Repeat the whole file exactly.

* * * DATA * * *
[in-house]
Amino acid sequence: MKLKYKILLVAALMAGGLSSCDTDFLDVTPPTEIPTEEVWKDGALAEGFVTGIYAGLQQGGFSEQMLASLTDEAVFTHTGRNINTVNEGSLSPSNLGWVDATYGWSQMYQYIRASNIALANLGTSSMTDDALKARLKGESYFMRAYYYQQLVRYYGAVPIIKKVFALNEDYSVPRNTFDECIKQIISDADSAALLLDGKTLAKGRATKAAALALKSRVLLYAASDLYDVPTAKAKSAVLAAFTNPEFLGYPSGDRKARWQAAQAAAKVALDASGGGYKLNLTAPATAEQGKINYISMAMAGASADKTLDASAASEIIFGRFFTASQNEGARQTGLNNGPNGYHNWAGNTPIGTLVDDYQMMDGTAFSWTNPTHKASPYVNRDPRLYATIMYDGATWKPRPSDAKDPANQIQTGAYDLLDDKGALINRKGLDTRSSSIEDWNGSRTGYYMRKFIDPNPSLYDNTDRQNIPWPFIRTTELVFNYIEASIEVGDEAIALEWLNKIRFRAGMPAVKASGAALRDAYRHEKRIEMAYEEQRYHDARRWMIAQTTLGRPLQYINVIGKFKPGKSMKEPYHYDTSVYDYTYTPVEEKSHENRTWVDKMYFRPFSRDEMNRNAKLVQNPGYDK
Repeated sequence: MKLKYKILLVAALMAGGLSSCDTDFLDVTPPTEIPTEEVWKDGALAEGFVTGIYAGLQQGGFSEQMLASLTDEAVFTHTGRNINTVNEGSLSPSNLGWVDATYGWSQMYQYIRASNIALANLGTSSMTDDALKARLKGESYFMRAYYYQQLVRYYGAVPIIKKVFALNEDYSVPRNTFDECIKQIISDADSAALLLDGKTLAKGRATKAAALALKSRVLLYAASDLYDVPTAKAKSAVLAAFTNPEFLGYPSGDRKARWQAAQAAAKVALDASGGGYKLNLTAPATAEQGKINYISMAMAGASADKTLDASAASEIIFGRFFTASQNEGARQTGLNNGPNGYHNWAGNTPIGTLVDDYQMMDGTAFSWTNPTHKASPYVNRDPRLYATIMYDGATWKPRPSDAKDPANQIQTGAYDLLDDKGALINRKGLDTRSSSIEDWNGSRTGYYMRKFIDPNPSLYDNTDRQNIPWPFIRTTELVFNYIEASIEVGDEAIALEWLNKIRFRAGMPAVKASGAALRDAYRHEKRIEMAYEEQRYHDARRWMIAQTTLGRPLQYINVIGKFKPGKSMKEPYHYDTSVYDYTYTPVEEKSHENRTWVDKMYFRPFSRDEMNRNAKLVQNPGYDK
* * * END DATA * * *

[in-house]
Amino acid sequence: MKLKYKILLVAALMAGGLSSCDTDFLDVTPPTEIPTEEVWKDGALAEGFVTGIYAGLQQGGFSEQMLASLTDEAVFTHTGRNINTVNEGSLSPSNLGWVDATYGWSQMYQYIRASNIALANLGTSSMTDDALKARLKGESYFMRAYYYQQLVRYYGAVPIIKKVFALNEDYSVPRNTFDECIKQIISDADSAALLLDGKTLAKGRATKAAALALKSRVLLYAASDLYDVPTAKAKSAVLAAFTNPEFLGYPSGDRKARWQAAQAAAKVALDASGGGYKLNLTAPATAEQGKINYISMAMAGASADKTLDASAASEIIFGRFFTASQNEGARQTGLNNGPNGYHNWAGNTPIGTLVDDYQMMDGTAFSWTNPTHKASPYVNRDPRLYATIMYDGATWKPRPSDAKDPANQIQTGAYDLLDDKGALINRKGLDTRSSSIEDWNGSRTGYYMRKFIDPNPSLYDNTDRQNIPWPFIRTTELVFNYIEASIEVGDEAIALEWLNKIRFRAGMPAVKASGAALRDAYRHEKRIEMAYEEQRYHDARRWMIAQTTLGRPLQYINVIGKFKPGKSMKEPYHYDTSVYDYTYTPVEEKSHENRTWVDKMYFRPFSRDEMNRNAKLVQNPGYDK
Repeated sequence: MKLKYKILLVAALMAGGLSSCDTDFLDVTPPTEIPTEEVWKDGALAEGFVTGIYAGLQQGGFSEQMLASLTDEAVFTHTGRNINTVNEGSLSPSNLGWVDATYGWSQMYQYIRASNIALANLGTSSMTDDALKARLKGESYFMRAYYYQQLVRYYGAVPIIKKVFALNEDYSVPRNTFDECIKQIISDADSAALLLDGKTLAKGRATKAAALALKSRVLLYAASDLYDVPTAKAKSAVLAAFTNPEFLGYPSGDRKARWQAAQAAAKVALDASGGGYKLNLTAPATAEQGKINYISMAMAGASADKTLDASAASEIIFGRFFTASQNEGARQTGLNNGPNGYHNWAGNTPIGTLVDDYQMMDGTAFSWTNPTHKASPYVNRDPRLYATIMYDGATWKPRPSDAKDPANQIQTGAYDLLDDKGALINRKGLDTRSSSIEDWNGSRTGYYMRKFIDPNPSLYDNTDRQNIPWPFIRTTELVFNYIEASIEVGDEAIALEWLNKIRFRAGMPAVKASGAALRDAYRHEKRIEMAYEEQRYHDARRWMIAQTTLGRPLQYINVIGKFKPGKSMKEPYHYDTSVYDYTYTPVEEKSHENRTWVDKMYFRPFSRDEMNRNAKLVQNPGYDK